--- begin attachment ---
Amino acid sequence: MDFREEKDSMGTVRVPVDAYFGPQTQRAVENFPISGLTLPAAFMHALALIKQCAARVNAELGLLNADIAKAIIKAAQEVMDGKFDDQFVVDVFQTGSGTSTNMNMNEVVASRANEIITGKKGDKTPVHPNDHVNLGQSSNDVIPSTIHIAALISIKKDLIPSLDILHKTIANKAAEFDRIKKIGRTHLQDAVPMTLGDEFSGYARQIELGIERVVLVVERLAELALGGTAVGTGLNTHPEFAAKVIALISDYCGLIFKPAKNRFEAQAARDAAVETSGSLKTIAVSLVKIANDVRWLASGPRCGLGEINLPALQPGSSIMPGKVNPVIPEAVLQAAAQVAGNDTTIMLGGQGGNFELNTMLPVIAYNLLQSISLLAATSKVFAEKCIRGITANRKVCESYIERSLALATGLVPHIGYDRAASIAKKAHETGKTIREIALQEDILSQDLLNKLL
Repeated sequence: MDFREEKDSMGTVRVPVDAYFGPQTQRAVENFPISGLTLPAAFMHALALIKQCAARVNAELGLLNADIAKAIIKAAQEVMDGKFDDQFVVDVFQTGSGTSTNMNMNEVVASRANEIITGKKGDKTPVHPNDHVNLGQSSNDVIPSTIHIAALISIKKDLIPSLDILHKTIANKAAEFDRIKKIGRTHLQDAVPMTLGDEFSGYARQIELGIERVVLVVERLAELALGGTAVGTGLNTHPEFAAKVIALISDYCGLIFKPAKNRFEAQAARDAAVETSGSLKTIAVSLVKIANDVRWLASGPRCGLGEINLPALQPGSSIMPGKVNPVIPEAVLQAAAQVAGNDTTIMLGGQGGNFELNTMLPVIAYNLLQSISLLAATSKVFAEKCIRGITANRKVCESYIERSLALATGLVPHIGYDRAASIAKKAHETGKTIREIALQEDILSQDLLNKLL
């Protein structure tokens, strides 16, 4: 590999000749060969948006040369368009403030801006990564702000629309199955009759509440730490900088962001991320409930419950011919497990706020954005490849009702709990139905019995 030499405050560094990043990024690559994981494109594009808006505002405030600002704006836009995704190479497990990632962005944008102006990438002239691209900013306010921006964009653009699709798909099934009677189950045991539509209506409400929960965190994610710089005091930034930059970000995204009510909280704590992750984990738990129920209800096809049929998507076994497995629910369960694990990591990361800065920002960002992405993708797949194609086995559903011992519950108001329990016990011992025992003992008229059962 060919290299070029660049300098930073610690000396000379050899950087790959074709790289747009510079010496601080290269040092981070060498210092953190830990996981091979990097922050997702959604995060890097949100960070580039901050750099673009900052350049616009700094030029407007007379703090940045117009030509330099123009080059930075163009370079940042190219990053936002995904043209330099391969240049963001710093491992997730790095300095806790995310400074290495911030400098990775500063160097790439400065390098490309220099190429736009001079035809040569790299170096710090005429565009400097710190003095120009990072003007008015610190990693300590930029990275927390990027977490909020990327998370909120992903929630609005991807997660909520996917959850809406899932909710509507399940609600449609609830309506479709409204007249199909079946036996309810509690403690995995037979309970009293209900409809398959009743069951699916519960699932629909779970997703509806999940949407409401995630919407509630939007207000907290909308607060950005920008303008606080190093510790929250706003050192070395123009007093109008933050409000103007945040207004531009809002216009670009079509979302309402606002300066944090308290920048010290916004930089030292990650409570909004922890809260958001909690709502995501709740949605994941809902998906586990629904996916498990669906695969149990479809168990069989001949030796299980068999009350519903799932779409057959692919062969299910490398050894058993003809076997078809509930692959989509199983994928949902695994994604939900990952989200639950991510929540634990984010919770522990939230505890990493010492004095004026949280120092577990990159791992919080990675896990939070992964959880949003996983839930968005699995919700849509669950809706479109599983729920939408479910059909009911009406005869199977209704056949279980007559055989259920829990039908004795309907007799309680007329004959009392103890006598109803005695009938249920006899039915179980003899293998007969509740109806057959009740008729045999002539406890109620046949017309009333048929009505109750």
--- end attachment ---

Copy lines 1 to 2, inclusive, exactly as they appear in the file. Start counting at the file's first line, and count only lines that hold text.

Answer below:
Amino acid sequence: MDFREEKDSMGTVRVPVDAYFGPQTQRAVENFPISGLTLPAAFMHALALIKQCAARVNAELGLLNADIAKAIIKAAQEVMDGKFDDQFVVDVFQTGSGTSTNMNMNEVVASRANEIITGKKGDKTPVHPNDHVNLGQSSNDVIPSTIHIAALISIKKDLIPSLDILHKTIANKAAEFDRIKKIGRTHLQDAVPMTLGDEFSGYARQIELGIERVVLVVERLAELALGGTAVGTGLNTHPEFAAKVIALISDYCGLIFKPAKNRFEAQAARDAAVETSGSLKTIAVSLVKIANDVRWLASGPRCGLGEINLPALQPGSSIMPGKVNPVIPEAVLQAAAQVAGNDTTIMLGGQGGNFELNTMLPVIAYNLLQSISLLAATSKVFAEKCIRGITANRKVCESYIERSLALATGLVPHIGYDRAASIAKKAHETGKTIREIALQEDILSQDLLNKLL
Repeated sequence: MDFREEKDSMGTVRVPVDAYFGPQTQRAVENFPISGLTLPAAFMHALALIKQCAARVNAELGLLNADIAKAIIKAAQEVMDGKFDDQFVVDVFQTGSGTSTNMNMNEVVASRANEIITGKKGDKTPVHPNDHVNLGQSSNDVIPSTIHIAALISIKKDLIPSLDILHKTIANKAAEFDRIKKIGRTHLQDAVPMTLGDEFSGYARQIELGIERVVLVVERLAELALGGTAVGTGLNTHPEFAAKVIALISDYCGLIFKPAKNRFEAQAARDAAVETSGSLKTIAVSLVKIANDVRWLASGPRCGLGEINLPALQPGSSIMPGKVNPVIPEAVLQAAAQVAGNDTTIMLGGQGGNFELNTMLPVIAYNLLQSISLLAATSKVFAEKCIRGITANRKVCESYIERSLALATGLVPHIGYDRAASIAKKAHETGKTIREIALQEDILSQDLLNKLL